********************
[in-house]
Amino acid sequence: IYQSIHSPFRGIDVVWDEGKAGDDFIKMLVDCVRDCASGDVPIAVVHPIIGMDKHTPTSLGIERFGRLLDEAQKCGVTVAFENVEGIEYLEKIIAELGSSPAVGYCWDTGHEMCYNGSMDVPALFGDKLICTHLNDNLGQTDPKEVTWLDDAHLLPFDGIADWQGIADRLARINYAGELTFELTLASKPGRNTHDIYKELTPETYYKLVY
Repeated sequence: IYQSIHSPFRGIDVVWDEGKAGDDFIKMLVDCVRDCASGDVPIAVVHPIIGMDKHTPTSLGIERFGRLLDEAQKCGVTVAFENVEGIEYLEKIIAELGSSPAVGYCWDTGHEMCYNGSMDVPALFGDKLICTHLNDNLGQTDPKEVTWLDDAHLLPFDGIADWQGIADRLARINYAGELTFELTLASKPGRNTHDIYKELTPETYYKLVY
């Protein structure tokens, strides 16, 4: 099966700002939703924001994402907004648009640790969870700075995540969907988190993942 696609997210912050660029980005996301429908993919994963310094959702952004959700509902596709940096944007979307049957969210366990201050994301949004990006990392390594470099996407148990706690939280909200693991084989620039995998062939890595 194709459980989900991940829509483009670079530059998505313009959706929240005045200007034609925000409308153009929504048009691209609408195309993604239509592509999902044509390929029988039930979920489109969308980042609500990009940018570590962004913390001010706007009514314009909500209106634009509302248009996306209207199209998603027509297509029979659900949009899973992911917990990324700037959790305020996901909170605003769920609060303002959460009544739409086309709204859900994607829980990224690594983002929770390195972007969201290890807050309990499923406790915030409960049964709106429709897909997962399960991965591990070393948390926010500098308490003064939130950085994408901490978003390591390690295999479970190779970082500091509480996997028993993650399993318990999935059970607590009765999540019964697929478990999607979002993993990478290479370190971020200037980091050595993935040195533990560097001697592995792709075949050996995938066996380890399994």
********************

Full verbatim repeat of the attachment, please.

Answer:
[in-house]
Amino acid sequence: IYQSIHSPFRGIDVVWDEGKAGDDFIKMLVDCVRDCASGDVPIAVVHPIIGMDKHTPTSLGIERFGRLLDEAQKCGVTVAFENVEGIEYLEKIIAELGSSPAVGYCWDTGHEMCYNGSMDVPALFGDKLICTHLNDNLGQTDPKEVTWLDDAHLLPFDGIADWQGIADRLARINYAGELTFELTLASKPGRNTHDIYKELTPETYYKLVY
Repeated sequence: IYQSIHSPFRGIDVVWDEGKAGDDFIKMLVDCVRDCASGDVPIAVVHPIIGMDKHTPTSLGIERFGRLLDEAQKCGVTVAFENVEGIEYLEKIIAELGSSPAVGYCWDTGHEMCYNGSMDVPALFGDKLICTHLNDNLGQTDPKEVTWLDDAHLLPFDGIADWQGIADRLARINYAGELTFELTLASKPGRNTHDIYKELTPETYYKLVY
């Protein structure tokens, strides 16, 4: 099966700002939703924001994402907004648009640790969870700075995540969907988190993942 696609997210912050660029980005996301429908993919994963310094959702952004959700509902596709940096944007979307049957969210366990201050994301949004990006990392390594470099996407148990706690939280909200693991084989620039995998062939890595 194709459980989900991940829509483009670079530059998505313009959706929240005045200007034609925000409308153009929504048009691209609408195309993604239509592509999902044509390929029988039930979920489109969308980042609500990009940018570590962004913390001010706007009514314009909500209106634009509302248009996306209207199209998603027509297509029979659900949009899973992911917990990324700037959790305020996901909170605003769920609060303002959460009544739409086309709204859900994607829980990224690594983002929770390195972007969201290890807050309990499923406790915030409960049964709106429709897909997962399960991965591990070393948390926010500098308490003064939130950085994408901490978003390591390690295999479970190779970082500091509480996997028993993650399993318990999935059970607590009765999540019964697929478990999607979002993993990478290479370190971020200037980091050595993935040195533990560097001697592995792709075949050996995938066996380890399994």